"I think it will increase incrementally over the next few quarters," John Koskinen, the new chairman of the federal government's Year 2000 Council, told Washington Technology. "A 10 percent increase would not surprise me. But I think we're in the right ballpark."
Koskinen, a former deputy director for management at the Office of Management and Budget, was named by President Clinton in February to serve as chair of the Year 2000 Council. Koskinen started his new job March 9, and met for the first time with the full council April 16.
Its mission is to coordinate efforts among agencies, raise awareness of the seriousness of the issue, and perform outreach work with organizations outside the federal government, such as small businesses and foreign governments.
After meeting with the heads of 41 federal agencies for a progress report, Koskinen expressed confidence they will complete critical software repairs on time.
"We're in a race to a deadline," he said. "At this point we seem to be in a comfortable position to reach that deadline, but we have a lot of work left to do."
That assessment is more optimistic than others within the government and industry, however.
The White House Office of Management and Budget, which is overseeing governmentwide funding of the year 2000 software repair effort, issued a quarterly report Feb. 15 stating that the "majority of the work remains to be done," and progress is "not rapid enough overall." Among the agencies behind schedule at the time of the last report are the departments of Education, Energy, Health and Human Services and Transportation.
Also, Rep. Steve Horn, R-Calif., said in a March 4 report to the government management, information and technology subcommittee that only 63 percent of the federal government's nearly 8,000 critical computer systems will be fixed on time at the current rate of progress.
Earlier this year, the Office of Management and Budget accelerated by eight months the schedule that governs when agencies must complete all their systems date code work. OMB Director Franklin Raines told agency chiefs in a memorandum in February that he wants all systems 2000-ready by March 1999 rather than November 1999.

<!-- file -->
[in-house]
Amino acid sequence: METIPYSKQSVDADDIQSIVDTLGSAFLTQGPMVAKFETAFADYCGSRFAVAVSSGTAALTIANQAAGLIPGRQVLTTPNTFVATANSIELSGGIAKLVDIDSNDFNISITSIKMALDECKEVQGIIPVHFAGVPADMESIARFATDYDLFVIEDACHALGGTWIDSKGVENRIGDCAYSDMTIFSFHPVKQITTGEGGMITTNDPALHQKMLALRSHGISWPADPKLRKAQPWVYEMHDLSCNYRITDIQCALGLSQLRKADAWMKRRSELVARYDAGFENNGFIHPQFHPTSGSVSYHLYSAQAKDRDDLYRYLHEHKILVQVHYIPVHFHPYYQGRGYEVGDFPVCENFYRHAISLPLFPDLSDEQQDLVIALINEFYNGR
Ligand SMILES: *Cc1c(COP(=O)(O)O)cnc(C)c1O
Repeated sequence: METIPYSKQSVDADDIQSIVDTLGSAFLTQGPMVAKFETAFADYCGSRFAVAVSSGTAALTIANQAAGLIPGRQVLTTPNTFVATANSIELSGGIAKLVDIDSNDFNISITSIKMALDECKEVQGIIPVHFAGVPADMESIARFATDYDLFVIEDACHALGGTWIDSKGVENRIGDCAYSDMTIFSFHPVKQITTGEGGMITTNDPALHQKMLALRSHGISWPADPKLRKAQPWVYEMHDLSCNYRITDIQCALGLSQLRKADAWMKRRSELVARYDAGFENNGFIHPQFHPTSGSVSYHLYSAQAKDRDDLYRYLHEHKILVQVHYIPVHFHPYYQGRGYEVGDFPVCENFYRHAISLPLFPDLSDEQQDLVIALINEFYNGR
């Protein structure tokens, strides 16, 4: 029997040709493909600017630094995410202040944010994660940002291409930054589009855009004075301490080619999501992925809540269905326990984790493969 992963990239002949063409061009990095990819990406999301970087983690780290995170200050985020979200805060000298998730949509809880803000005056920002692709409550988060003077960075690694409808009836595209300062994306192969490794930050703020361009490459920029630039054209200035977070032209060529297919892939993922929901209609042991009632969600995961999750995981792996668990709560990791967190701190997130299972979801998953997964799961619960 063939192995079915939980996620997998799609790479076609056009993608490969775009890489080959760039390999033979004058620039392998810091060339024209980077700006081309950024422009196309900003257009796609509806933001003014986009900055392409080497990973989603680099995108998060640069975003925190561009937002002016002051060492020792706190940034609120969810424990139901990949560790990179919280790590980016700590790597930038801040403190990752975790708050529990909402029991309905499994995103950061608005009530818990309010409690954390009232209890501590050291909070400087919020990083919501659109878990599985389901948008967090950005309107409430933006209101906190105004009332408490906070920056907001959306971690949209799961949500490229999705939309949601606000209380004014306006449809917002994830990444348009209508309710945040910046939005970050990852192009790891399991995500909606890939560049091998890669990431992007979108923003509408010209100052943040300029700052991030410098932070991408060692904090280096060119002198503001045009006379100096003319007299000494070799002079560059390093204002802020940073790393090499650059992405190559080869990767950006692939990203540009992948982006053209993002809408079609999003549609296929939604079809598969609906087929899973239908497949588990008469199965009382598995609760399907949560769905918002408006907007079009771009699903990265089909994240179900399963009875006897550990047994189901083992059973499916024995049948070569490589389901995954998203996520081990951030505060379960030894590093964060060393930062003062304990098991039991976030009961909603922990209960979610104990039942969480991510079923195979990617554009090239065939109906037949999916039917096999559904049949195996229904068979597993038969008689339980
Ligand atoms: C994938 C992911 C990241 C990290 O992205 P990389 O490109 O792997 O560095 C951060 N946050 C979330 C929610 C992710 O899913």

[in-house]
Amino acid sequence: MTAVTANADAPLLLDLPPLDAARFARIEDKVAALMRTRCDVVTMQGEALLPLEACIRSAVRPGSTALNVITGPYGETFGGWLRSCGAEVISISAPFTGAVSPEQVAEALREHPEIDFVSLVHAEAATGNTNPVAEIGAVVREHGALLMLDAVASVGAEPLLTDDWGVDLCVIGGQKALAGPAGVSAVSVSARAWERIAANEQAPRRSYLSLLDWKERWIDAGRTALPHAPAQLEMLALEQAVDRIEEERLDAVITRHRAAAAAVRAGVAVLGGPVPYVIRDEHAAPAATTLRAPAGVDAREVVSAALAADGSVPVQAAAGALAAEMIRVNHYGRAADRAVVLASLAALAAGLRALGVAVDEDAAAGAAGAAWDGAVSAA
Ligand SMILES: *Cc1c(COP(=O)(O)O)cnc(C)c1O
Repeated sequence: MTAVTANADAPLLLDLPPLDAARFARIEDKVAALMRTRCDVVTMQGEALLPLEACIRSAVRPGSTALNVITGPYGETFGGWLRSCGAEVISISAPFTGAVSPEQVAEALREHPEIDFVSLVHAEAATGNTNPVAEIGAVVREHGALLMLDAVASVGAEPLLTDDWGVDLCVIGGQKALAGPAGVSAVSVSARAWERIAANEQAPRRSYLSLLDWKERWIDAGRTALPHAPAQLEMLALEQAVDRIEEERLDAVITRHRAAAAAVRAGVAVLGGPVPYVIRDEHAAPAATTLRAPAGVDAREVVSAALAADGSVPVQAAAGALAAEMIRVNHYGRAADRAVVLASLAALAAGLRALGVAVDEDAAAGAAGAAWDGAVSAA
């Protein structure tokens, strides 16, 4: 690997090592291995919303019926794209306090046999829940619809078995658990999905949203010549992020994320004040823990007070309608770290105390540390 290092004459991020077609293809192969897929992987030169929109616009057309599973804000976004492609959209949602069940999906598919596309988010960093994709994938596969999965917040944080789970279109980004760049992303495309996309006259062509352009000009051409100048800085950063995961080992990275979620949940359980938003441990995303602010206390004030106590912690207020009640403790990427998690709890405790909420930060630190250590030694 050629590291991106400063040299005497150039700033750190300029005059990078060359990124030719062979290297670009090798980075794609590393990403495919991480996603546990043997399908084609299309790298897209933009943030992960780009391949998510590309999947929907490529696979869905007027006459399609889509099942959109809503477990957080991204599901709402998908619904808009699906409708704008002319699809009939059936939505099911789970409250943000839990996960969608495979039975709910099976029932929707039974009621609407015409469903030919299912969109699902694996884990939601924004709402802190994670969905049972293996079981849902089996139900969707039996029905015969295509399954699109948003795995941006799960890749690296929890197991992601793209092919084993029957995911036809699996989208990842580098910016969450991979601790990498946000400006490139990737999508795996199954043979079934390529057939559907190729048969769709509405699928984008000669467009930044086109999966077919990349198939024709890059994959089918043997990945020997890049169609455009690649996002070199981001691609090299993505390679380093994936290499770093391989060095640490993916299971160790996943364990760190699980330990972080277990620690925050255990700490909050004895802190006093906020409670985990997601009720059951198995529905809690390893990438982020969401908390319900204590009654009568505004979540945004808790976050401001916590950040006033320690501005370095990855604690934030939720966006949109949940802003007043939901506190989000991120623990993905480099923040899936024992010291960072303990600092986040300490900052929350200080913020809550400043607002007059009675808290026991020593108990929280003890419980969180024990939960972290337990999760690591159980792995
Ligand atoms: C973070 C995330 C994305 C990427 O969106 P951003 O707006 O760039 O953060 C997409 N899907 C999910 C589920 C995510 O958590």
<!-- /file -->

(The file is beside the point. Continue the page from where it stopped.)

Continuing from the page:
The year 2000 problem is a programming flaw that dates back to the industry's early days, when computers had limited memory. Programmers saved space by cutting two digits off all annual dates. So 1988, for example, was abbreviated as "88." The problem comes in 2000 when computers interpret "00" as 1900 instead of 2000.
Including Koskinen, who reports to Clinton, the council has a staff of four. Koskinen estimated the council's budget at less than $2 million over the next two years. "It could be less than $1 million," he said.
Koskinen's primary concern is that other countries will not be prepared. Since computers worldwide are linked, this could cause major problems for the U.S. government and industry even if domestic systems have been repaired.
"If a foreign stock market can't open on Jan. 3, that's a problem for our market and our economy," Koskinen said.
Despite Koskinen's optimism, at least one key industry official expects the price tag for year 2000 software repairs to keep rising. Bob Cohen, vice president of the Arlington, Va.-based Information Technology Association of America, said his organization predicts it will cost $10 billion to $12 billion.
The OMB's cost estimate has jumped 20 percent since November.
"I hope [Koskinen] is right," Cohen said April 17. But "the higher you go in management the better the news. ... Everything sounds great" but you need to talk to the people on the ground, he said.
In fact, Cohen said, some estimates suggest that 80 percent of the costs will come during testing.
But Koskinen said federal agencies are further along in the process now and know better what to expect. "We're more in the realm of the known than the unknown."
Koskinen did say that two or three agencies he declined to name plan to ask OMB for additional money for repair work, ranging from about $25 million to about $150 million.